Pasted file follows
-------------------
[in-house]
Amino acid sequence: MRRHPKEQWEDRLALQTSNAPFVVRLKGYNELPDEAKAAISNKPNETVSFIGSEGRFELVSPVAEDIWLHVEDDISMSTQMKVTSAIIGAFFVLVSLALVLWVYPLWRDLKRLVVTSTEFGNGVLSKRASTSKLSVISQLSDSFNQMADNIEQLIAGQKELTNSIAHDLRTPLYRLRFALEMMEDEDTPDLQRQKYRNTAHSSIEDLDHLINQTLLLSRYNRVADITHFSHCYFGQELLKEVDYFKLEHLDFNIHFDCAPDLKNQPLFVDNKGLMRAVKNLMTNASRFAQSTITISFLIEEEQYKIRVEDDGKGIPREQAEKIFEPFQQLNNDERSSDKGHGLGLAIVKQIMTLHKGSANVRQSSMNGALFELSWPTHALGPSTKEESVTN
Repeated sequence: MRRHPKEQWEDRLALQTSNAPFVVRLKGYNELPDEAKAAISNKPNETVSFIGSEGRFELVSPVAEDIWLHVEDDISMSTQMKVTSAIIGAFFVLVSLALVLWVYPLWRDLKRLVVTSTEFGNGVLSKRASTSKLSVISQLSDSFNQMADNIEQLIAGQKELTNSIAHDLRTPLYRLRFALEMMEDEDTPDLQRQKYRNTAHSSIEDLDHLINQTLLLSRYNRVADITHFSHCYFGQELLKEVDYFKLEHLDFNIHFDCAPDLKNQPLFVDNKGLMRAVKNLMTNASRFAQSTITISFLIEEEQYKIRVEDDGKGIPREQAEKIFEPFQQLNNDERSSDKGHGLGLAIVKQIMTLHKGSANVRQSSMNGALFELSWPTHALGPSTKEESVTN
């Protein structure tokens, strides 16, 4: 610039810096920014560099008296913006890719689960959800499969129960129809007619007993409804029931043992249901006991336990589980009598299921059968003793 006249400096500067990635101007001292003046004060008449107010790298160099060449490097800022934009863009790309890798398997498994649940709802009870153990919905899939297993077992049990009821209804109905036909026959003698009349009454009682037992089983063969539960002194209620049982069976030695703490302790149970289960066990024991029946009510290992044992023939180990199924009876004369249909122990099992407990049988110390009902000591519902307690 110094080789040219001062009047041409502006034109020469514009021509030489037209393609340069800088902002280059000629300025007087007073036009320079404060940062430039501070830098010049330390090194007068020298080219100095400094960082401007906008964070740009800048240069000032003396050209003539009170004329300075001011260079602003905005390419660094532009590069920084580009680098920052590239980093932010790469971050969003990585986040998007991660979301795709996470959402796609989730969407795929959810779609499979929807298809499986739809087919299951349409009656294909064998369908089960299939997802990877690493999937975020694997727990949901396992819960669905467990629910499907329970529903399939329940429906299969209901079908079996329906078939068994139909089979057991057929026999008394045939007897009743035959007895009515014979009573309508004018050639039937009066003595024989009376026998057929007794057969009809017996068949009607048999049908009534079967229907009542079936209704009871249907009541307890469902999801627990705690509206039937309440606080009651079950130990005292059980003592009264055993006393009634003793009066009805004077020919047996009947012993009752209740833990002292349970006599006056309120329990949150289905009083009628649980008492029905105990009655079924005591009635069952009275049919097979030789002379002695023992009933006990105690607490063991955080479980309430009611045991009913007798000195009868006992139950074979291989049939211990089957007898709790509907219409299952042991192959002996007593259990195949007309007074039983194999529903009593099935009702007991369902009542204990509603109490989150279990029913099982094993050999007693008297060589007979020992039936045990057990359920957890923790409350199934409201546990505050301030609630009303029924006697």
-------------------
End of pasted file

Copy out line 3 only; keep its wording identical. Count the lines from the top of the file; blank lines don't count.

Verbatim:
Repeated sequence: MRRHPKEQWEDRLALQTSNAPFVVRLKGYNELPDEAKAAISNKPNETVSFIGSEGRFELVSPVAEDIWLHVEDDISMSTQMKVTSAIIGAFFVLVSLALVLWVYPLWRDLKRLVVTSTEFGNGVLSKRASTSKLSVISQLSDSFNQMADNIEQLIAGQKELTNSIAHDLRTPLYRLRFALEMMEDEDTPDLQRQKYRNTAHSSIEDLDHLINQTLLLSRYNRVADITHFSHCYFGQELLKEVDYFKLEHLDFNIHFDCAPDLKNQPLFVDNKGLMRAVKNLMTNASRFAQSTITISFLIEEEQYKIRVEDDGKGIPREQAEKIFEPFQQLNNDERSSDKGHGLGLAIVKQIMTLHKGSANVRQSSMNGALFELSWPTHALGPSTKEESVTN